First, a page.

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Jamieson’s Heavenly Celestial Atlas from 1822


Sagittarius: Archer in Latin, and this constellation is usually represented by a centaur firing an arrow

Alexander Jamieson was an 18th century schoolteacher who wrote textbooks on the side. His books included A Grammar of Universal Geography, A Grammar of Logic and Intellectual Philosophy and the Mechanics of Fluids for Practical Men, and you can be excused for giving these three a miss. But you cannot turn your back on Jamieson’s Celestial Atlas from 1822.

Born on the Isle of Bute, the son of a Scottish wheelwright, Jamieson became a member of the Astronomical Society of London and is chiefly remembered for his beautiful depiction of the heavens in a celestial atlas. The book’s full and lengthy title is A Celestial Atlas, Comprising a Systematic Display of the Heavens in a Series of Thirty Maps, Illustrated by Scientific Descriptions of their Contents, and Accompanied by a Catalogue of the Stars and Astronomical Exercises.

Cost forced Jamieson to produce a small atlas

Jamieson’s Celestial Atlas contains 30 engraved illustrations by a firm called Neele & Son. The star maps are overlaid with imagery from the Zodiac and ancient mythology. The latest scientific knowledge is combined with artistic craftsmanship. Jamieson wasn’t the first to mix art and astronomy, but his atlas, which was allowed to be dedicated to King George IV (quite the honor), remains memorable to this day.

Twenty six of the plates are constellation maps. Jamieson only displayed stars visible to the naked eye, making it widely accessible to anyone who looked at the heavens.

Pictorial star atlases were popular at this time but these impressive books were often large and expensive. Jamieson’s Celestial Atlas was much smaller and cheaper. Each chart was approximately 9 inches by 7 inches in size. Jamieson explains in the preface that he had originally wanted larger charts, but used smaller ones to reduce production costs.

He printed black and white and hand-colored versions which were offered for £1 5 shillings or £1 11 shillings and 6 pence respectively. These books are now scarce and only one copy can be found on AbeBooks, for £2,350, (NOW SOLD) but individual prints are available.

Orion was a hunter in Greek mythology who was sent to the heavens by Zeus.

Jamieson produced a second edition of the star atlas just four months after releasing first, almost certainly due to demand. In 1824, he published a follow-up called An Atlas of Outline Maps of the Heavens but it did not sell well.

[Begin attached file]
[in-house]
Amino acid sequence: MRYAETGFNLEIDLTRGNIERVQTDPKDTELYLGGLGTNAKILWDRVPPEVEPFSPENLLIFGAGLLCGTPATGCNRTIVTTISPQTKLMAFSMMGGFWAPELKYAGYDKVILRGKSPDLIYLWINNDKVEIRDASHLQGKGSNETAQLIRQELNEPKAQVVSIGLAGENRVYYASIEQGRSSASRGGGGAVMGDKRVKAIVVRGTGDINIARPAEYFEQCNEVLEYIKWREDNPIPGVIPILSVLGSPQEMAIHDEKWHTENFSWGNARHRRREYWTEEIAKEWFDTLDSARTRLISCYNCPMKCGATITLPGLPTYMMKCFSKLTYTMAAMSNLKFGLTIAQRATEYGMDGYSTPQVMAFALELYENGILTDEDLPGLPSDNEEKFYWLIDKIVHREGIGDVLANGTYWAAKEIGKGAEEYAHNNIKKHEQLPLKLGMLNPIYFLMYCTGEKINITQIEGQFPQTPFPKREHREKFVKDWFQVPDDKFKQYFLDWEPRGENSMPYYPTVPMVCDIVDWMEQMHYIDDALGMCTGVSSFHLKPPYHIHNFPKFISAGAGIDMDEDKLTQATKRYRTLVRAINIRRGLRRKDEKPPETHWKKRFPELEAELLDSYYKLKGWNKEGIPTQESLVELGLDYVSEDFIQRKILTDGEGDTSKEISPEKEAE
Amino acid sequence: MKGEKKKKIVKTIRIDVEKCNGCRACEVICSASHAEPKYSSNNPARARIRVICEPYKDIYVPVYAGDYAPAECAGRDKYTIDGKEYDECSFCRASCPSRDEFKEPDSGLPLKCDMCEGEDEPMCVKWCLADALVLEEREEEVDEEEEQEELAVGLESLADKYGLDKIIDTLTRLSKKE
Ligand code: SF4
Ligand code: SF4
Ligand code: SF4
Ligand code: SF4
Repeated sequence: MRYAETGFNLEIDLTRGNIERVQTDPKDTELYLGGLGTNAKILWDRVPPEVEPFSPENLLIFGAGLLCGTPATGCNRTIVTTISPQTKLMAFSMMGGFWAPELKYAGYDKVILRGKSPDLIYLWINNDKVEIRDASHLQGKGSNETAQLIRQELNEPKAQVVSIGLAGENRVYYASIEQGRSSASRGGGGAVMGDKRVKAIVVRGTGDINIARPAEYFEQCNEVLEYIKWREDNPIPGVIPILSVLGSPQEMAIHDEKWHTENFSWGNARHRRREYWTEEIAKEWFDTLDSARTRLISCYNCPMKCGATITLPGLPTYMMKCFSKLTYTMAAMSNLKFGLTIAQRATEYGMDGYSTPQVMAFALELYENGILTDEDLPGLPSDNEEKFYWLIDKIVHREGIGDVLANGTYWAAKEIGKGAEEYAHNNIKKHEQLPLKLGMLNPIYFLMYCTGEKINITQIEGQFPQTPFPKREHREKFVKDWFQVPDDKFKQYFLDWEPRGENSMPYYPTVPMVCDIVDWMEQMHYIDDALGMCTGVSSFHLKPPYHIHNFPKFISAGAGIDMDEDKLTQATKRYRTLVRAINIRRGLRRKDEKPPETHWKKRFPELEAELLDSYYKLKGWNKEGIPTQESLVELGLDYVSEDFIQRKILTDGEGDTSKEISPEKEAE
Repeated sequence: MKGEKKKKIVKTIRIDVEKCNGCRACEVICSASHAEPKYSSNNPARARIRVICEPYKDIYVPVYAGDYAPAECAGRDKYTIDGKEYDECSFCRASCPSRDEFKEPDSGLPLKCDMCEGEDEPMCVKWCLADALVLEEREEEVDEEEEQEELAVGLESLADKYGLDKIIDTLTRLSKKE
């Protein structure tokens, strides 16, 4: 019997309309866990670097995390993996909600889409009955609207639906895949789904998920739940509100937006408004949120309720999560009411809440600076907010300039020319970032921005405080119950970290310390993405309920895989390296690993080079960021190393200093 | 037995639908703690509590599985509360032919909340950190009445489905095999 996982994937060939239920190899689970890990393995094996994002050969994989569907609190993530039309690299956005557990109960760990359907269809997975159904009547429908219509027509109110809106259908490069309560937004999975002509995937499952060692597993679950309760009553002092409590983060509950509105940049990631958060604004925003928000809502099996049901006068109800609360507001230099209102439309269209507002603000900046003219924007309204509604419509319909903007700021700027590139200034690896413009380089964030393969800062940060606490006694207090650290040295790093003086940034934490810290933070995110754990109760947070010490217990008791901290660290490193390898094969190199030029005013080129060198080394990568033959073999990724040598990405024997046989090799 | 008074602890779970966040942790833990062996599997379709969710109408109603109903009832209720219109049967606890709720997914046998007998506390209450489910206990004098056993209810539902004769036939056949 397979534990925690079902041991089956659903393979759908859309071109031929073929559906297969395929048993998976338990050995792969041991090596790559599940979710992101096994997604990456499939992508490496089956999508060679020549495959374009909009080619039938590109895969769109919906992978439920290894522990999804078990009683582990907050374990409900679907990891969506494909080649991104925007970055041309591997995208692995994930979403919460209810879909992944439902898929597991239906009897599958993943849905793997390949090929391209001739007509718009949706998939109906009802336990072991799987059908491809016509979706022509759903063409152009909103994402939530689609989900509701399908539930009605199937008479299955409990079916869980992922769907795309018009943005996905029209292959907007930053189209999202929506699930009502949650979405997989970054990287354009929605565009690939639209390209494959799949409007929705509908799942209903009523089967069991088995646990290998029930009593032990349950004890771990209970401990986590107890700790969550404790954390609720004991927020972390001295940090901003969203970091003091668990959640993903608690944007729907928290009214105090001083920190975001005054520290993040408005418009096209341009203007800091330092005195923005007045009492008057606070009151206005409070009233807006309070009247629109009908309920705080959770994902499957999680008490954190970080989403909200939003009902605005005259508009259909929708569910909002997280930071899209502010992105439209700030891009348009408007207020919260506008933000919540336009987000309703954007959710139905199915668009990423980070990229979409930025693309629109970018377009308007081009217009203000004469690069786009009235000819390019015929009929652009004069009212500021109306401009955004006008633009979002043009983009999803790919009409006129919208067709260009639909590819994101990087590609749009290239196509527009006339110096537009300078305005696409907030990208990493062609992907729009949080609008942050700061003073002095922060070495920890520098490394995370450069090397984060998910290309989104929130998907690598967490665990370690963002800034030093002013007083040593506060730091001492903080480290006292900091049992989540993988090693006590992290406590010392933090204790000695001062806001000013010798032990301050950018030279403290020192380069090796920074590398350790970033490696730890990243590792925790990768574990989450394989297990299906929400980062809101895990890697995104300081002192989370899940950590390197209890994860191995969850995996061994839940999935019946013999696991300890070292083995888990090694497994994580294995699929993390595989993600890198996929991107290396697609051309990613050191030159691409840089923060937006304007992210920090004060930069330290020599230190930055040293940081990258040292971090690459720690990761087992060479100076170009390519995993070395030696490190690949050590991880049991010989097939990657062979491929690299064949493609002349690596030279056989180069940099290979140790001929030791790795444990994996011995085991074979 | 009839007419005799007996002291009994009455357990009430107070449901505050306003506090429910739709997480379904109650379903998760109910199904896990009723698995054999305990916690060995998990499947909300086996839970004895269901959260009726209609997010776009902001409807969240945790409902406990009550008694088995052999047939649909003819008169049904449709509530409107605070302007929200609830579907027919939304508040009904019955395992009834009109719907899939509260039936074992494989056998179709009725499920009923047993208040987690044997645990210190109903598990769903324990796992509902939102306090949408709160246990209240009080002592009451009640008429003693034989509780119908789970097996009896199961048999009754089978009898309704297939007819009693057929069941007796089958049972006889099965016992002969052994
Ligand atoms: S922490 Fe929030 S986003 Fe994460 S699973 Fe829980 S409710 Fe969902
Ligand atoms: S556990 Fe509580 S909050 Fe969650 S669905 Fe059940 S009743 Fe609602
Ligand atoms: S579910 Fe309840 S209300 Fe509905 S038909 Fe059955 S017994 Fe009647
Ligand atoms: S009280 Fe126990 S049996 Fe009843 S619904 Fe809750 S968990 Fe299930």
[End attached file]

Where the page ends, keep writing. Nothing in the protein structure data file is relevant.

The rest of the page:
Jamieson’s original Celestial Atlas was so popular that his artwork was copied and used in a book called Urania’s Mirror, which was published anonymously (since it was blatantly plagiarised) in 1824. Urania’s Mirror contains hand-coloured cards depicting mythological figures while strategic pinholes indicate the location of the stars, allowing a viewer to visualise their appearance in the sky when held up the sky. Apparently, these cards had a tendency to catch on fire. It was books like Jamieson’s Celestial Atlas and Urania’s Mirror that helped popularize the idea of the heavens being a blank piece of paper for artists.

Find Jamieson’s Celestial Atlas

Auriga: This constellation was identified as early as the 2nd century AD by the astronomer Ptolemy. Its Latin name means ‘charioteer.’ Illustrations traditionally show a chariot and its driver, who is holding goats and reins.

Cancer: The fourth sign in the Zodiac. This constellation is usually represented by the crab, based on Karkinos, a huge crab that harassed Greek hero Heracles during his battle with the Hydra.

Cetus: A whale-like sea monster in Greek mythology slain by Perseus in order to save Andromeda from Poseidon.

Ursa Major: Also known as the Great Bear, this constellation is in the northern sky and has been known for eons. It was one of the original 48 constellations listed by Ptolemy.

Hydra (SOLD): The largest of the 88 modern constellations and commonly represented as a water snake.

Perseus: A constellation in the northern sky, named after the Greek hero Perseus. Andromeda is also in the north and named after the daughter of Cassiopeia. She was chained to a rock to be eaten by a sea monster.

Cygnus: A northern constellation lying on the plane of the Milky Way, deriving its name from the Latin and Greek for swan. Cygnus contains Deneb, one of the brightest stars.

Taurus (SOLD): A large constellation in the northern hemisphere’s winter sky. Stargazers have looked up to this constellation since the Bronze Age. The association with a bull dates back thousands of years.

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2 Responses to “Jamieson’s Heavenly Celestial Atlas from 1822”

  1. avatar
    Agnes Boddington August 16, 2018 at 3:07 pm

    Wish I had the money to buy this atlas.

  2. avatar

    Desearía tener el dinero para comprar este atlas.